Debevoise & Plimpton. Credit: ALM

When New York Knicks owner James Dolan settled claims last week that he failed to notify the government of additional shares he’d taken in the Madison Square Garden Company, the U.S. Justice Department and Federal Trade Commission announced in news releases that he agreed to pay a $609,810 fine.

Behind the scenes, Dolan, the executive chairman and CEO of the Madison Square Garden Company, had reached another deal: His law firm, Debevoise & Plimpton, was going to pay the penalty.

A spokeswoman for the Madison Square Garden Company placed the blame squarely on Debevoise & Plimpton in a statement that ran in news stories about the FTC enforcement action against Dolan. The statement said Debevoise was taking responsibility for a missed deadline.

“Debevoise & Plimpton is the law firm responsible for making timely [Hart-Scott-Rodino] filings relating to Jim Dolan’s MSG stock. Debevoise inadvertently missed a required HSR filing deadline, for a second time, which resulted in a fine by the FTC. Debevoise agreed to pay the fine as a result of their mistake,” the Madison Square Garden spokeswoman said.

The company, which also owns the New York Rangers of the National Hockey League, declined to comment further about Debevoise and the antitrust case. Debevoise declined to comment on what transpired. Jeffrey Cunard, managing partner of Debevoise’s Washington office, and Gary Kubek, a litigation partner in New York, represented Dolan in the settlement.

News that a law firm agreed to pay a client’s fine surprised several antitrust lawyers who spoke with The National Law Journal. It is more common, they said, to give a client credit for future work or cut a discount to make up for a mistake. The lawyers, who were not involved in the Dolan deal, said they were struck by the Madison Square Garden Company’s decision to publicly state that Debevoise was picking up the tab.

Less surprising, for antitrust lawyers, was the alleged violation itself.

Federal Trade Commission headquarters in Washington. Credit: Diego M. Radzinschi / NLJ

Central to the Dolan case was the Hart-Scott-Rodino Act, a federal law that requires companies and individuals to notify the government of financial moves that raise the value of their voting shares in a business beyond a certain dollar threshold.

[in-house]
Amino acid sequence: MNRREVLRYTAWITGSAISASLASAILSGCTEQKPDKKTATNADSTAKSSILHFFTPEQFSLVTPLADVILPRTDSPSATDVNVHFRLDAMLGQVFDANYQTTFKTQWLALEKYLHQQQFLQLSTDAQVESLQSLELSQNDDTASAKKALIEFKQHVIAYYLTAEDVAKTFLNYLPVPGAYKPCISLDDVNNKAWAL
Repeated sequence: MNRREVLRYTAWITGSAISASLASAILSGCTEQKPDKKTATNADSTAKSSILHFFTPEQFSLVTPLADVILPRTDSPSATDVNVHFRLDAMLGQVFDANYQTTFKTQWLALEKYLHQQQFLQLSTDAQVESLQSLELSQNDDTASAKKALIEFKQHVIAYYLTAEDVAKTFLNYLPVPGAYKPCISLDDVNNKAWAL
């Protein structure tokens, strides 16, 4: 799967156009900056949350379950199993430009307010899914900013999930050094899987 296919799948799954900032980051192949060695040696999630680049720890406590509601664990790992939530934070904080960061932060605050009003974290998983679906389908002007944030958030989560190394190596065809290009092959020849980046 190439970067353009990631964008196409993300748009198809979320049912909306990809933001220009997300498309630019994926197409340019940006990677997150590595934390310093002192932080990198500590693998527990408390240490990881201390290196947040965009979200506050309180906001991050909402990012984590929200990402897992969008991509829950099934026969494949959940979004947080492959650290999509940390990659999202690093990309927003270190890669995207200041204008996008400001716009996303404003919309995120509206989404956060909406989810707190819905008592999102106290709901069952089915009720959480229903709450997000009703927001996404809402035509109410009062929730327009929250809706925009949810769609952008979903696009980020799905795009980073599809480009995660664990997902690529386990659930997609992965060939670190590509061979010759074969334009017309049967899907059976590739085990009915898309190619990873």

This year, the FTC has required notifications of transactions that result in holding stock or assets worth more than $84.4 million. But there are exceptions. “To say the least, it can be complicated in determining whether some transactions are notifiable,” one antitrust lawyer said.

For instance, stock purchases made “solely for the purpose of investment” are exempt from Hart-Scott-Rodino if the investor holds less than 10 percent of the company’s stock following the transaction. That exemption was not on the table for Dolan, who could not qualify as a so-called “passive” investor in the Madison Square Garden Company.

Antitrust lawyers said the FTC provides informal guidance on notification requirements and generally excuses first violations if they are found to have been inadvertent.

U.S. antitrust officials, for their part, said they cut Dolan a break.

“The United States adjusted the penalty downward from the maximum permitted under the HSR Act because the violation was inadvertent, the defendant promptly self-reported the violation after discovery, and the defendant is willing to resolve the matter by consent decree and avoid prolonged investigation and litigation,” Justice Department lawyers wrote in a court filing in Dolan’s case in Washington federal district court.

Dolan is only the latest executive to be hit with a Hart-Scott-Rodino penalty.

In 2011, Comcast CEO Brian Roberts paid $500,000 to resolve allegations that he failed to notify the government before acquiring additional stock that resulted in him holding more than $119.6 million in the company’s stock. Microsoft co-founder Bill Gates agreed to pay $800,000 in 2004 to settle similar allegations related to his investment in the pharmaceutical company ICOS. Gates did not qualify for the passive investor exemption because of his “longstanding membership on the board of directors of ICOS,” the Justice Department said at the time.

For Debevoise, the $609,810 fine amounts to a drop in the bucket. The Am Law 100 firm’s gross revenue clocked in at a record-high $822 million, up 11.8 percent over last year, according to sibling publication The American Lawyer.

 


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